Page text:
17 Sep Symposium on Early Career International Law Academia: Call for Abstracts
[Barrie Sander is Assistant Professor of International Justice at Leiden University – Faculty of Governance and Global Affairs.]
Aspiring to an academic career has its challenges and each academic discipline has its specificities. International lawyers interested in pursuing a doctoral degree or an academic career in the field of international law face certain challenges which are general in nature, as well as more specific issues that can arise as they strive to establish themselves in the field. While each individual experience is unique and perceived distinctly, certain common features may be identified that reflect structural factors going beyond personal idiosyncrasies. These factors include hierarchies intrinsic to academic institutions, the political economy of modern universities, identity, geographical location, and language. In addition, certain practical skills can play a decisive role during the early stages of an academic career. These include preparing book proposals, applications for funding, conference participation, and academic networking.
Often these skills are passed down through informal channels of mentorship and co-operation. These networks are invaluable and irreplaceable. However, they can – and often do – reinforce pre-existing hierarchies and insider/outsider dichotomies.
With these hierarchies and dichotomies in mind, we believe that initiating a discussion in public may serve a democratising function. It is in this light that we are convening a symposium on early career international law academia, welcoming contributions that reflect on personal experiences and/or structural factors and institutional requirements.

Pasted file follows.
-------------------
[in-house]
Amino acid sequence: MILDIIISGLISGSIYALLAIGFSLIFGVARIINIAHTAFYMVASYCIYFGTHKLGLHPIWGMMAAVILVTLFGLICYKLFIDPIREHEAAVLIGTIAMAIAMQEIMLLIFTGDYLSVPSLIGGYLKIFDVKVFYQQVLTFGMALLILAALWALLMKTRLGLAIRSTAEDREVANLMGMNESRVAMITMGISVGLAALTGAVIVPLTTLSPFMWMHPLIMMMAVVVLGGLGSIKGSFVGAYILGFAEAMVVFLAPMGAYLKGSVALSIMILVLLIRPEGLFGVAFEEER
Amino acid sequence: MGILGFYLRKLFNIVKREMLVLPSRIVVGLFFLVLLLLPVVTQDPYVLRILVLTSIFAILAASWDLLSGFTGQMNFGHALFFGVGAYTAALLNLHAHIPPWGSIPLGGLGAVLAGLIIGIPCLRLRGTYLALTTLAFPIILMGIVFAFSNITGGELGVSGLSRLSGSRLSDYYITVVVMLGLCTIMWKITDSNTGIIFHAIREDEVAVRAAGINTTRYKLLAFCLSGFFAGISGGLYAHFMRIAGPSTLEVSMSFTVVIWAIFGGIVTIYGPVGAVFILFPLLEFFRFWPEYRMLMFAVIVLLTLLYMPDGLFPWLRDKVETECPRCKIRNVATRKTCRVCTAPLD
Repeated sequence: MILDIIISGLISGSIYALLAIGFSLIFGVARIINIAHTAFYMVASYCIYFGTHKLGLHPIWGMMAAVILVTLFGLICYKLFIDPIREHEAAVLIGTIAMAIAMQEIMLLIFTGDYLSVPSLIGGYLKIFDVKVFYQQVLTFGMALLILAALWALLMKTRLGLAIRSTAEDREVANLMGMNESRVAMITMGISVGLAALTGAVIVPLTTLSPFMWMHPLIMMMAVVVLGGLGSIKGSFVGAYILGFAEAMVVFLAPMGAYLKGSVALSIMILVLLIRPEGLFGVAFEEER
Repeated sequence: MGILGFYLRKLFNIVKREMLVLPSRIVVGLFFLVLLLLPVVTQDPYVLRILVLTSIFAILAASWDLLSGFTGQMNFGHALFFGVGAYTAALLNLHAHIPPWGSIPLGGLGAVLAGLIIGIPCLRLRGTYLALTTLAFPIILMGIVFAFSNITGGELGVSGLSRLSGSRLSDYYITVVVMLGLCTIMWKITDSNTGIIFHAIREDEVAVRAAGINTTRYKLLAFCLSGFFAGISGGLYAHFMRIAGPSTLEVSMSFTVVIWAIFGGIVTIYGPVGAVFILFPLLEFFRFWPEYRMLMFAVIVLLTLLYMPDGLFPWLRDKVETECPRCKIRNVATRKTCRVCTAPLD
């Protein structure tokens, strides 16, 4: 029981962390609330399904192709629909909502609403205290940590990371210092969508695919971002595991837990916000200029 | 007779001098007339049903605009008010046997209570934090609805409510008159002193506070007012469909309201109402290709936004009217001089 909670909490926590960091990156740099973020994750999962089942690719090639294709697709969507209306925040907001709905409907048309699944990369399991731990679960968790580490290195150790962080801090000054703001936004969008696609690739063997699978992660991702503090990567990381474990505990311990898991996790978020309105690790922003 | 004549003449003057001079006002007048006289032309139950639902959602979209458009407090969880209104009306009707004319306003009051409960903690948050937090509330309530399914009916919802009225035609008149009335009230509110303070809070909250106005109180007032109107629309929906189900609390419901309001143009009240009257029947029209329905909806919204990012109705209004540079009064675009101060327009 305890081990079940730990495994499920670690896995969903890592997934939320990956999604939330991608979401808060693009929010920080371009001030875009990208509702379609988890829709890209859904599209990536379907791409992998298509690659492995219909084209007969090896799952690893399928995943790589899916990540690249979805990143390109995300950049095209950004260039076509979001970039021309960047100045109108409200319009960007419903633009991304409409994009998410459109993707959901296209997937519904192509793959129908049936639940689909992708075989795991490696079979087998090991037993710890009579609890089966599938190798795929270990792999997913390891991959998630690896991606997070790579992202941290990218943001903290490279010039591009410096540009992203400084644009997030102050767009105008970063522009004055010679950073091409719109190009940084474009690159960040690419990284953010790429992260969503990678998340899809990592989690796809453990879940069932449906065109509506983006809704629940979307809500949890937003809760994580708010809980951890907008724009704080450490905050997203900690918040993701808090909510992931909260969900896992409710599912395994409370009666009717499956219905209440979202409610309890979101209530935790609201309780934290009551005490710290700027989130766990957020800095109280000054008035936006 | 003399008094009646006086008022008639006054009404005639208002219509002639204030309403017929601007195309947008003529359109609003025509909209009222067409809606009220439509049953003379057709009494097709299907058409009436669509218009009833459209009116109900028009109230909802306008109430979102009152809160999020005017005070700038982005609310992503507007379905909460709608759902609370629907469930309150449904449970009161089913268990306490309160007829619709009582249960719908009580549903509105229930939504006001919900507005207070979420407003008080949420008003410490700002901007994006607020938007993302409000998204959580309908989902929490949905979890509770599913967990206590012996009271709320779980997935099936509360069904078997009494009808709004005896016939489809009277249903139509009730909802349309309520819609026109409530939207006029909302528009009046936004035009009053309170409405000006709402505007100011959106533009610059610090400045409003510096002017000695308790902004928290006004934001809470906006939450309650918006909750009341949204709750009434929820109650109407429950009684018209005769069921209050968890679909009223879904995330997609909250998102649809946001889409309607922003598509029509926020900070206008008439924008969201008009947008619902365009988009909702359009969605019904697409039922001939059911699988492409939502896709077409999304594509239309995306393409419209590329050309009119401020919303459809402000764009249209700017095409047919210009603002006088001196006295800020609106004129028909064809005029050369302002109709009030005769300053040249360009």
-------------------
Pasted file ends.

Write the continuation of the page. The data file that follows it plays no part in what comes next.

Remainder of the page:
Contributions may reflect on issues such as navigating hierarchies, identity, location, language, mental health, methodology, practical skills (funding, book proposals, PhD proposals and CVs), conferencing (abstract writing, choosing the right conference, how to deliver a talk, how to deal with questions), time management (including how to say ‘no’), academic networking (e.g., how to become part of projects), citations, and teaching for the first time (including, for example, how to balance teaching/research/admin.). Other topics/angles will also be considered.
The format of the symposium will include conventional blog posts (1,200 words ideally, 1,500 maximum), dialogues, interviews, and samples (e.g., a successful book proposal).
Those interested in contributing blog posts to the symposium are invited to send an abstract of not more than 150 words by 5 October 2021. Expressions of interest should be submitted to Dr Ntina Tzouvala (email@example.com) and/or Dr Barrie Sander (firstname.lastname@example.org).
Decisions on abstracts will be delivered by 20 October 2021. The deadline for the full drafts is 30 November 2021. The symposium will be co-hosted by Opinio Juris and Afronomicslaw in the first quarter of 2022.
Dr Srinivas Burra
Ms Julia Emtseva
Dr Barrie Sander
Dr Ntina Tzouvala